After the cessation of commercial flights between Cuba and the USA, with the aim of eventual reunification other alternative routes were identified for the exodus of the children and later for the parents themselves.
The parents would travel from Cuba to a third country (usually Mexico or Spain), where they would have to wait in limbo to obtain a visa allowing them to then travel to the United States.
With visas issued by the British embassy, the United Kingdom allowed Cuban children to travel to Jamaica, from where they could then travel directly to the United States. Although Operation Pedro Pan was a secret program, the Cuban government discovered it but let the program follow its course.*
A story for children
In the fairytale, numbers of various anecdotes are presented, like when Peter Pan and his friends confront their enemies and wind up victorious, always helped by “good guys” like the fairy Tinkerbell.
The characters want to remain children forever to avoid the responsibilities of adulthood and to live in a dream world. Peter Pan invites a girl named Wendy to Neverland for her to be the mother of his gang of “lost boys” and to experience magical adventures with them.
At the end, Wendy decides that her rightful place is at home with her parents, and because of that she takes the children back to the real world. Meanwhile, Peter Pan stays in Neverland, promising his playmate the he will return to visit her from time to time.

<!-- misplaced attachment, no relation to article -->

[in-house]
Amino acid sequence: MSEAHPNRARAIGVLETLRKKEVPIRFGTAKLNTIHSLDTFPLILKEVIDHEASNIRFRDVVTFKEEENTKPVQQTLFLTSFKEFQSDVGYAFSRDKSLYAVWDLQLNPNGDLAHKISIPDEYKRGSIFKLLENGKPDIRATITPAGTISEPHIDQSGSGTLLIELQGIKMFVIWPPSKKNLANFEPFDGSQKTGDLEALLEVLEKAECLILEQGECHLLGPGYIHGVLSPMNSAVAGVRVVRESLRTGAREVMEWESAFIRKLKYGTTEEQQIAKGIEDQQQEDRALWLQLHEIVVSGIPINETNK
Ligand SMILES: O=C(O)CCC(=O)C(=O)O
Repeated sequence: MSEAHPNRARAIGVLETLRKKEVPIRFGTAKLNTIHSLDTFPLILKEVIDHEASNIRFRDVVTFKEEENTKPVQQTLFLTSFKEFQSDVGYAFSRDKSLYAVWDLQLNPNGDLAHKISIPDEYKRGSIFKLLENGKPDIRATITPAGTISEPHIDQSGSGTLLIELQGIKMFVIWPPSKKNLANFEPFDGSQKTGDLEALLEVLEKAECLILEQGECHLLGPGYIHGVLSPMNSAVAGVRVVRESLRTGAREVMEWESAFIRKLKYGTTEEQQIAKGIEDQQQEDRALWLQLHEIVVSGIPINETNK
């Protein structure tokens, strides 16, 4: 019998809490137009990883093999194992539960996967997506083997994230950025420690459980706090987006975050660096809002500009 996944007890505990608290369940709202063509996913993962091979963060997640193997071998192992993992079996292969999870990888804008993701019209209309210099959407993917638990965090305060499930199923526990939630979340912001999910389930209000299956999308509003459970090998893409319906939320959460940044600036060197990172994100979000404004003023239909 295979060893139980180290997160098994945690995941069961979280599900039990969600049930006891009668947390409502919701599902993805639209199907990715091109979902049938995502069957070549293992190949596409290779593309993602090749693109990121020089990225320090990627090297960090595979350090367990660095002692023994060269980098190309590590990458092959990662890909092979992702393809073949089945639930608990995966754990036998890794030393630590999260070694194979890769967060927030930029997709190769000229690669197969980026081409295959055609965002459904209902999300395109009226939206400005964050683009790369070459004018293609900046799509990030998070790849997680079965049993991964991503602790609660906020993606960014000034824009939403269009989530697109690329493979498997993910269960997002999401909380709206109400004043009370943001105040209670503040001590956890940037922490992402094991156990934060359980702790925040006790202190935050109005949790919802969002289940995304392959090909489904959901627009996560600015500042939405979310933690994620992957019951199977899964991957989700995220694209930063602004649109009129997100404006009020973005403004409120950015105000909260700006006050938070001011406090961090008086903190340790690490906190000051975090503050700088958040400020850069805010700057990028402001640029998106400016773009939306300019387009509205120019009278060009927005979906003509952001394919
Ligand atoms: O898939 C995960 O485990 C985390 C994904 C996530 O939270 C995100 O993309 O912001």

Children who didn’t understand how or why, suddenly found themselves in a strange country. They waited for the arrival of their parents, many of whom never came. Tears and sorrow were the prelude of a new life that began, one they weren’t able to fathom.
Those “Lost Kids” were not in fact on “land” per se, but in “Neverland” (and that’s not a word game), because many would never return to the land where they once played as children. These were not imagined adventures that they experienced in their first difficult years.
The fairies were the churches that gave him refuge, the places were enchanted orphanages, and they were Peters Pans without Wendy.
Many of those children, now grown men and women, never returned to the island. In many instances, those children who became lost in the “promised land” are the victims of resentment and the prey of indulgence. They grew up there, started their families and made their lives, perhaps very distinct from ones they would have had in Cuba, the other side of the story.
The fact is that silence and pain were felt once again because of an atrocious war of powers. What was done by one side to demonstrate its force left indelible consequences: separated families.
Because of that version of the fairytale, an aunt who I have never met lives somewhere in the United States. She is someone who my grandparents were unable to reach and who refused to find out about them ever again. For us she is only a name and the consequence of that version of the children’s fairytale.
* Taken and transcribed in part from: Operation Pedro Pan – Official Site; May 3, 2000, NPR’s All Things Considered, “Cuban Kids in Exile: Pawns of Cold War Politics”; August 24, 2003, Chicago Sun-Times, “No Castro: Operation Peter Pan”